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Freedom of Speech vs. License


Posted: 4/11/07

It is noted that Aeschylus, in the 5th century B.C., wrote that truth is the first victim of war. As the conflict between science and religion once again heats up, truth is again in danger of being the victim. An academic campus is logically the appropriate setting for the science-religion debate, but it ought not to become a battlefield, lest truth be sacrificed by emotion and freedom become license.

It is for this reason that academics must be very careful not to tread heavily on either freedom of speech or its unreasoned license. Just as truth itself grows and changes with experience, so the pursuit of it without open debate has always the possibility of leading to falsehood.

It is understandable, then, that many of us in the sciences were taken by surprise and reacted strongly to the announcement that Seattle's Discovery Institute had scheduled a conference on "Darwin vs. Design" this semester in McFarlin Auditorium. This is not to be a debate or balanced discussion, but rather a partisan promotion of the assertion that design in nature constitutes scientific evidence for a creator, the so-called theory of Intelligent Design (ID).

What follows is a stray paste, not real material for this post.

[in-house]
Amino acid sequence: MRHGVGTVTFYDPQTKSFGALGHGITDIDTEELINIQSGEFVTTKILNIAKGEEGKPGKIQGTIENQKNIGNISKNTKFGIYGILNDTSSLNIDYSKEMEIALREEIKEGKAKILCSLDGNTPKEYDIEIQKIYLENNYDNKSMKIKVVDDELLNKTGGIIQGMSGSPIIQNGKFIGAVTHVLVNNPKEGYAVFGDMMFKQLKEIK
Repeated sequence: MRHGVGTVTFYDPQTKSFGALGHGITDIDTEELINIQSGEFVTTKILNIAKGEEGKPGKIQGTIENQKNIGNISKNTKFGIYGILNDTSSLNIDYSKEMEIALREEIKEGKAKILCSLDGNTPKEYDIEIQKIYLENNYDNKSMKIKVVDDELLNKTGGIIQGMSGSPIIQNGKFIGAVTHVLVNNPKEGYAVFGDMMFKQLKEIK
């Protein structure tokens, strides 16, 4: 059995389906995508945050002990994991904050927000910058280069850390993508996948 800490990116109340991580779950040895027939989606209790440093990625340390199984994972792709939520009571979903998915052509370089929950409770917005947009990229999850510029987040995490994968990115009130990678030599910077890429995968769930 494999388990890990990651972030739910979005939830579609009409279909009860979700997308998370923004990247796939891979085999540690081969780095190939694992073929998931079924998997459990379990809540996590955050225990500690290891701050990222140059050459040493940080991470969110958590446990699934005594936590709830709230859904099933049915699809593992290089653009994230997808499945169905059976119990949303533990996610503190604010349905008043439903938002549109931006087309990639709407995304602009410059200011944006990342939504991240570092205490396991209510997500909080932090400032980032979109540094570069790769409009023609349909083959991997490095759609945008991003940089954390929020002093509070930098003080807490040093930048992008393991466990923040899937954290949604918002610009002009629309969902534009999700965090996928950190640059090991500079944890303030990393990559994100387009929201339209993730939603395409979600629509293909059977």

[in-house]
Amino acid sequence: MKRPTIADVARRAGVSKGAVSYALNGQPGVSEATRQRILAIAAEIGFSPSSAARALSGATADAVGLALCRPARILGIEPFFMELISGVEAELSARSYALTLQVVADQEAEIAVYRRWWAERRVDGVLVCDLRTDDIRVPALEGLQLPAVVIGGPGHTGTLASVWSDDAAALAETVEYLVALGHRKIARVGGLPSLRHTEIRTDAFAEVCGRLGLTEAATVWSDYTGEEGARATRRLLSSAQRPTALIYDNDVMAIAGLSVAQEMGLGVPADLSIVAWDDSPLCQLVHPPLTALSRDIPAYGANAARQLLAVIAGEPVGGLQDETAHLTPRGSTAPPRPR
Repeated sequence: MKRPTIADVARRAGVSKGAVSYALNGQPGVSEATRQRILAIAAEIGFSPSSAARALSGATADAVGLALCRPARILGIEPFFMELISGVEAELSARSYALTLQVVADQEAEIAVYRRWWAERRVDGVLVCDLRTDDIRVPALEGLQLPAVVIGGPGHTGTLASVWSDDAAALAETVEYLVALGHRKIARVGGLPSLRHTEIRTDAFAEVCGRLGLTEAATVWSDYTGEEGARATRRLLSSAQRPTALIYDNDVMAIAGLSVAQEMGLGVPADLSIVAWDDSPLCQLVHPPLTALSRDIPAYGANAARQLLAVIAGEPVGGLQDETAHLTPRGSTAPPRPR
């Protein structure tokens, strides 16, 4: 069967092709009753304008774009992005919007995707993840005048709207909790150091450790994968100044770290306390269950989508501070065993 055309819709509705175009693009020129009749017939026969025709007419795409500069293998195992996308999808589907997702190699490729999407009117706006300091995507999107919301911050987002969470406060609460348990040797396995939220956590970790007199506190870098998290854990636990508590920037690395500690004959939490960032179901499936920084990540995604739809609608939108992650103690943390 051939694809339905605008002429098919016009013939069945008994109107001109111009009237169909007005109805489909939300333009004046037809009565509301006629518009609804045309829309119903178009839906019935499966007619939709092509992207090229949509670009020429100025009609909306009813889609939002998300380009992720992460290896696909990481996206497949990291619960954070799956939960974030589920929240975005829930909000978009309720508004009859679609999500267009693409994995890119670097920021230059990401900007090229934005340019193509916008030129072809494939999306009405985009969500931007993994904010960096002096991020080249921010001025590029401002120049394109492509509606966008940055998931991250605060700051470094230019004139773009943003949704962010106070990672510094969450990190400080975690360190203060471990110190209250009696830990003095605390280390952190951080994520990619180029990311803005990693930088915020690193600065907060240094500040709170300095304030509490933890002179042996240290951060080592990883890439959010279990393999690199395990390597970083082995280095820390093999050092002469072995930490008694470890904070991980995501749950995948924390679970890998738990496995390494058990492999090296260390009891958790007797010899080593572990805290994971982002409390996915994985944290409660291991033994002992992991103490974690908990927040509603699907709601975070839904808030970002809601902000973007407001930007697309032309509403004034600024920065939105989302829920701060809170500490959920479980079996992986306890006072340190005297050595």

Our protest (initially, a call for disallowing the conference until its legal scheduling was confirmed) immediately drew claims that we are trying to "censor scientists and scholars advocating Intelligent Design…." The Institute further claimed that we are "trying to intimidate people who are in some way associated with researching Intelligent Design into being quiet, rather than engaging in a civil debate about the scientific merits of their arguments."

This is patently untrue, and is but one reason for our objection to the venue. The conference will promote this and other false statements designed to discredit science and scientists. In fact, some of us have actively engaged in debate with creationists and ID supporters both in our own science classrooms and at public forums on campus. In 1992, the university hosted a three-day symposium on "Darwinism: Scientific Inference or Philosophical Preference?" Five evolutionists and five anti-evolutionists gave presentations and engaged in friendly debate. No intimidation. No censorship.

We continue to encourage casting light on these issues and reducing the heat of passion. The coming ID conference is more likely to generate heat. We should not misunderstand the avowed intent of these conferences (an identical one was held this March in Knoxville). They are carefully planned to further the Institute's goal to "encourage and equip believers with new scientific evidence's [sic] that support the faith, as well as to 'popularize' our ideas in the broader culture." This evangelical motive is carefully disguised in their promotional material.

It is hardly censorship to demand both intellectual honesty and forthrightness in any public program on a university campus. The program purports, by its title, to be a scientific examination of "Darwin v. Design." Truth has already become victim, alas. The university erred in scheduling this.

About the writer:

Ronald K. Wetherington is a professor of anthropology at SMU. He can be reached at rwetheri@smu.edu.
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